A-Z Film Challenge: Day Fifteen

Up to the letter ‘O’. It’s another challenging one, though my top choice was already made. I am interested to see what you think of these ‘O’ films, and to read your own selections. I think I have left out enough obvious ones for some of you to mention.

I rarely mention comedy films on this blog. However, I am a lifelong fan of the madcap comedy of the British star, Will Hay. He made a series of films with an ensemble cast, with his most successful period during the 1930s. Accompanied by the grizzled figure of Moore Marriott, and the overgrown schoolboy character always portrayed by Graham Moffatt, he produced a series of hilarious films looking at aspects of British life at the time. ‘Oh Mr Porter’ (1937) remains as one of my enduring favourites, and is also a fascinating glimpse at a railway industry that has long disappeared from this country.

Ten years later, and Carol Reed directed a convincing James Mason in the dark thriller, ‘Odd Man Out’ (1947). Set in Belfast, this is an early look at ‘The Troubles’, the war of Irish Nationalists against British rule of the six counties. Ably supported by Robert Newton and Cyril Cusack, Mason stars as Johhny, the leader of an IRA group operating in the city. After a robbery goes wrong, the action follows a wounded Johnny as he seeks shelter in the city at different locations. Memorable indeed.

More or less accurately described at the time as ‘High Noon’ in space, an almost forgotten Sean Connery role takes my next spot. One of my favourite ‘Space’ films, I have always wondered why ‘Outland’ (1981) is so rarely mentioned. Connery is on great form as the lawman of the future, given the bleak and unpopular posting to the lawless mining colony of Con-Am 27. Unexplained deaths, drugs, prostitution, and a huge corporation out to get him, this film has all the elements of a crime thriller and western combined, imaginatively transferred to a distant planet. The tension is ever present, and the performances solid. Connery is confronted by the villainous Peter Boyle, and turns for help to the kindly female doctor, played with conviction by Frances Sternhagen. This is a really good film, and deserves to be better known.

In the shadow of ‘The Godfather’, another gangster saga is often missed. With leading roles for Robert de Niro, James Woods, and many other fine actors, ‘One Upon A Time In America’ (1984) is an epic work from Sergio Leone. It follows a group of young New Yorkers from their childhood on the streets, through to late middle age. The full-length edit (available on DVD) runs to over four hours, and is far superior to the widely distributed shorter version. Lovingly recreated period feel, memorable set-pieces, and beautifully filmed by Leone. Add a wonderful soundtrack too, and you have a complete cinema experience.

Rarely does a remake meet the standards of a good original. This is one case where it almost succeeds, but not quite. The crime thriller ‘Old Boy’ (2003) is a masterful Korean film, presenting one of the most unusual stories ever filmed. With a killer twist near the end, this unforgettable work from Park Chan-Wook wowed both audiences and critics alike, and with good reason. To avoid spoilers, I cannot really describe the story, but I will say, “just see it!”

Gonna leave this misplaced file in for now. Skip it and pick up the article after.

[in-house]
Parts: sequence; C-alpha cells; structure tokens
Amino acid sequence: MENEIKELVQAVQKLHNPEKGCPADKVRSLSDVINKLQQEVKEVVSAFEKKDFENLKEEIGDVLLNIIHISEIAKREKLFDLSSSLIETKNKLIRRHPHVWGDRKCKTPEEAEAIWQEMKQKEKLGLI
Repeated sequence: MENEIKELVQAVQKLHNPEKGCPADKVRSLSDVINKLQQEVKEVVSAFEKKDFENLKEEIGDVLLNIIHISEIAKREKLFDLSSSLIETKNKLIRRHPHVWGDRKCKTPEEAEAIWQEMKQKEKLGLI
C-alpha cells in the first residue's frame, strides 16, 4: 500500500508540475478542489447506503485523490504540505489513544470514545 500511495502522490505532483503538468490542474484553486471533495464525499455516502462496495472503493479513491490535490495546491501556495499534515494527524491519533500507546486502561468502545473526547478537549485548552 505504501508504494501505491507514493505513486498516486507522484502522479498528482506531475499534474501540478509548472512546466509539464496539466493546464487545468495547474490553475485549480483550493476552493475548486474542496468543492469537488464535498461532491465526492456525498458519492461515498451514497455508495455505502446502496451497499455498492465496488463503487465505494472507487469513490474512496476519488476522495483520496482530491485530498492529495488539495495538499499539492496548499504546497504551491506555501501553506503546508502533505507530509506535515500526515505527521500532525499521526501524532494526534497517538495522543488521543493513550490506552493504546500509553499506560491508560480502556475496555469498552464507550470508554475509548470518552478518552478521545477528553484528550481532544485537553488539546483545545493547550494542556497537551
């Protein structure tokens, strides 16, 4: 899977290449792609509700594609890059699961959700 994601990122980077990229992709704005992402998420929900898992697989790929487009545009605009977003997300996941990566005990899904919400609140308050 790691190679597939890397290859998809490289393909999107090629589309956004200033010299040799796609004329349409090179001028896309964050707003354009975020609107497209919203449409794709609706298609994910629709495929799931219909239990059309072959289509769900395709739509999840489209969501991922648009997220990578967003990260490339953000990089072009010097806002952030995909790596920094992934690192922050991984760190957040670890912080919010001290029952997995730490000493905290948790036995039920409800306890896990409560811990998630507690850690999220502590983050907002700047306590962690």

Ten years later, the film was remade, this time by the talented Spike Lee. I approached this with some trepidation, but I am pleased to be able to tell you that it is actually very good indeed. Josh Brolin is a revelation in the starring role, and the story stays true to the Korean original. But watch the 2003 original first. Please.

My choice today is a Japanese film that proves it was not only Akira Kurosawa who made outstanding films in that country. A few years after its release, I went to see this film as a teenager, at the National Film Theatre, in London. To say I was overwhelmed would be an understatement. This historical story of women preying on wounded and displaced samurai warriors in the spooky marshlands of feudal Japan is a visual feast in black and white. Jealousy, murder, and a scary mask may not sound like much, I agree. But don’t be fooled by the description, it is just magnificent. ‘Onibaba’ (1964).

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75 thoughts on “A-Z Film Challenge: Day Fifteen

  1. Some great pics Pete. ‘Odd Man Out’ is just a great flick for so many reasons. I love Newtons performance. A head of his time with that portrayal. ‘Outland’ I agree is a good solid flick. CB is not a sci fi guy but this works (just watched High Noon). Leone makes another good one with ‘Once Upon..’. Agree with your take. Seen the Lee ‘Old Boy’ but not the original. It’s on the list. Will have a peek at ‘Mr Porter’ and ‘Onibaba’. My ‘O’ pick. ‘The Offence/The Onion Field’. My finger slipped that’s two. Good work Pete.

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    1. I had both of your picks on the original shortlist, CB. Both powerful films indeed, and I would like to watch them again soon. The original ‘Old Boy’ still holds up against the (quite good) remake, and ‘Onibaba’ is just something else. Something haunting.
      Best wishes, Pete.

      Liked by 1 person

  2. An eclectic bunch as usual of beloved classics or must sees to add to my growing list. I’m always interested to hear about films lesser known or forgotten by time and have them championed by someone with such good taste. I still can’t figure out Outland though. I will have to see the film again to see if I missed something the first time around. 🙂

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    1. When you say ‘can’t figure out Outland’, do you mean that you didn’t like it and can’t figure out why I included it? I should explain that I don’t think it’s a ‘great’ film, I just enjoyed it a lot at the time, and still like the performances. I think it’s as good as many that get more praise, but it is showing its age, and budget. I doubt you missed anything at all, but it was probably watched in the shadow of more modern space epics.